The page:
David Winnick (Walsall, North): Of course human rights should always be respected and one hopes that they will be, but does my right hon. Friend recall one or two people here and elsewhere saying that if military action were taken, the whole Islamic world would rise against us? That does not seem to have happened. Have we not seen evidence with our own eyes on television that a large majority of people in Afghanistan welcome the liberation from clerical fascism and totalitarianism? This has been one of the most justified military actions since 1945.

Mr. Straw: I share my hon. Friend's view entirely. The record speaks for itself. I am not going to be disobliging. As I say, I respect those who took a different view, but I hope that out of respect for the House they will look at the record of what they said and think about whether the certainty that they showed—for example, they said that the whole of the Islamic world would be up in arms—was correct.

Sir Michael Spicer (West Worcestershire): In view of what the Foreign Secretary is saying, does he support the American policy of fighting terrorism around the world wherever it exists?

Mr. Straw: That is a simplification of the American policy. I certainly support the policy of the United Nations of pursuing terrorism by all appropriate means, wherever it is, and I shall come to that matter in due course.

Several hon. Members rose

Mr. Straw: This is a short debate and I apologise if I do not take all the interventions that I normally would.

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People also raised the issue of whether people would starve in Afghanistan if the military action went ahead. Well, since 11 September, the World Food Programme has brought 70,000 tonnes of food into the country. Never at any point did the humanitarian effort falter. At present, the aid agencies and the international community are getting four times as much food into Afghanistan each day as they were at the beginning of October.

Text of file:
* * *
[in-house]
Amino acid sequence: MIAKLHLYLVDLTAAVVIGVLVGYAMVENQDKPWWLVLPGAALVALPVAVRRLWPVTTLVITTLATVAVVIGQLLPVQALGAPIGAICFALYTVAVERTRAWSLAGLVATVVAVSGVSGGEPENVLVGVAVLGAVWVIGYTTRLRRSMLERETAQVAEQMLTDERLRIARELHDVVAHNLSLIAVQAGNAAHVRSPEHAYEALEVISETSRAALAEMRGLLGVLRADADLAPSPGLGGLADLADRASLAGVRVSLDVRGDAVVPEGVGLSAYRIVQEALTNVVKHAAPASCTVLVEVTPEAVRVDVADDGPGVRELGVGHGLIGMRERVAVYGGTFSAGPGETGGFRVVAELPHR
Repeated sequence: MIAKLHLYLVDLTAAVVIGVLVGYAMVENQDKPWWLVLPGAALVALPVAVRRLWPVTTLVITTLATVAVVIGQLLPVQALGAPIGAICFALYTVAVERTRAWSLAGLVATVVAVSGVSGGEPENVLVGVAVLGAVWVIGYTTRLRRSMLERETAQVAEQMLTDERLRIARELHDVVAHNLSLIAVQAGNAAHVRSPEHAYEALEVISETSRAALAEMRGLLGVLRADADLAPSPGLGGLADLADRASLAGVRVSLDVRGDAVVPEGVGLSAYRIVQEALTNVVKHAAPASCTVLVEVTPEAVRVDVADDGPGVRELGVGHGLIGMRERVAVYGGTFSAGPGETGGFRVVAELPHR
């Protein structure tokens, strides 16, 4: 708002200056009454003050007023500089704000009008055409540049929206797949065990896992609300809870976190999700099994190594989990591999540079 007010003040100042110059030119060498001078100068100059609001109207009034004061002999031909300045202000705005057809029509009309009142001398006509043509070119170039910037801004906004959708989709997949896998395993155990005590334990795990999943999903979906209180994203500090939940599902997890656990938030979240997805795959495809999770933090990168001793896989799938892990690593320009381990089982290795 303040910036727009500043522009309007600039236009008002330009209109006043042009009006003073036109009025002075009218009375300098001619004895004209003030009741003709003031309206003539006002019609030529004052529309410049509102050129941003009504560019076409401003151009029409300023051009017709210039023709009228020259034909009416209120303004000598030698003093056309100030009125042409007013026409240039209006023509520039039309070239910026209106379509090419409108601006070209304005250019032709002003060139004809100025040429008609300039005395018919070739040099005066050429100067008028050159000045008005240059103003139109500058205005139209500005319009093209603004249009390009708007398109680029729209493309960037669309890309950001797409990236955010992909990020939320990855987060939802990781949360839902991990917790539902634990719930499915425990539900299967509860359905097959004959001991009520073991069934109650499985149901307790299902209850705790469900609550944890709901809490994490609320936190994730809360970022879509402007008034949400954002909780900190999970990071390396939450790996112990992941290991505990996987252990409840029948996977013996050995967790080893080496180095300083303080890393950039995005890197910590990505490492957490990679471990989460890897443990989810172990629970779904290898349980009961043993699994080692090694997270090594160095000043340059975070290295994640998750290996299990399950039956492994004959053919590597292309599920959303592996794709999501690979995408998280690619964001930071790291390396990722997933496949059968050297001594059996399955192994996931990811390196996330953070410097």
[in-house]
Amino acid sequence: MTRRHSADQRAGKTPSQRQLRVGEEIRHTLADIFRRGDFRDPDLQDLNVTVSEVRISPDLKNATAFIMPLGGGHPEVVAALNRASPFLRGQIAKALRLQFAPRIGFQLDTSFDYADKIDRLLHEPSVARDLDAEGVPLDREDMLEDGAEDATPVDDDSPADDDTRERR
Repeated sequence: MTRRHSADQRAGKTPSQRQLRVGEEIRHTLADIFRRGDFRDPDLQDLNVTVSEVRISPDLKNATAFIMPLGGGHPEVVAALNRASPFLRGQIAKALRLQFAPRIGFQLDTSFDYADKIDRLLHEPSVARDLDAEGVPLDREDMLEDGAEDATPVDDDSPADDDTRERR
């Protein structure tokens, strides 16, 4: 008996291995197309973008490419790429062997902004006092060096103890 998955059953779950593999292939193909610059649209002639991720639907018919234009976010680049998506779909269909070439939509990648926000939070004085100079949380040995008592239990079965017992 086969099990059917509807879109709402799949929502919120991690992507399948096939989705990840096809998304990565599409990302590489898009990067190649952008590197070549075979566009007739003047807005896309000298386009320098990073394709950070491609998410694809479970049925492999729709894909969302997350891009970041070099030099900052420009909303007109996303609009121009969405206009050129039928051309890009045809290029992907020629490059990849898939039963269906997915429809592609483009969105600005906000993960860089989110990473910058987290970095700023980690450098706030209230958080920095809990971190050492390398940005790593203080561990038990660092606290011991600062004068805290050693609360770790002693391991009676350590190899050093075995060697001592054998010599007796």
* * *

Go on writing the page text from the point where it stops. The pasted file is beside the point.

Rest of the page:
On the diplomatic front, we saw last week perhaps the most astonishing success of all. Exceeding all expectations, the representatives of the non-Taliban Afghan factions, some of whom have fought each other at different times in the last 20 years, sat down together in Bonn and thrashed out an agreement which puts Afghanistan back on the path to peace. In recording that, I wish to express my gratitude to the UN Secretary- General, Kofi Annan, and to his Special Representative, Lakhdar Brahimi. Mr. Brahimi's patience, insight and skill were a critical factor in bringing the negotiations to that remarkable conclusion. I also pay tribute to the Afghan participants. I am also glad that we in the UK were able to play an active part in the process, through diplomats Robert Cooper, Paul Bergne, Stephen Evans, Andrew Tesoriere and many others, and through the involvement of my right hon. Friend the Prime Minister and myself.

Many of us expected that the next step after Bonn would be for the talks to reconvene in Kabul. Instead, it is an interim Afghan authority that will convene in Kabul on 22 December. The new Administration will include three women: a clear sign that the new Afghanistan is different from life under the Taliban. Like everything else in the agreement, that is the beginning of a process of returning Afghanistan to normality. Those who take the view that we should not have embarked on the military strategy, in the context of the overall strategy, need to reflect on the fact that had it not taken place women, in particular, would have continued to be oppressed in what was a benighted country.

Mr. George Galloway (Glasgow, Kelvin): Is not my right hon. Friend's triumphalism a little premature, if not provocative? After all, the vindication he speaks of will be seen only if we are less likely in the future to be attacked by violent terrorists than before the action began. At the very least, it is too soon to say that that is true, given that—according to General Powell—al-Qaeda are in 50 countries around the world, not all in Tora Bora being bombed. On the subject of the Muslim world, will my right hon. Friend accept that more people hate us more intensely today than they did before we embarked on that military action?

Mr. Straw: On the second point, I emphatically disagree with my hon. Friend. That is not the message that I receive from my Muslim friends, of whom I have many in this country and abroad. On his first point, I suggest to my hon. Friend that it would not be a bad idea if he examined the beam in his own eye before he started trying to pick out the mote in mine. If he wants an example of a speech that was not correct, he should perhaps examine what he told the House a few weeks ago. He said:

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He explained why and then continued: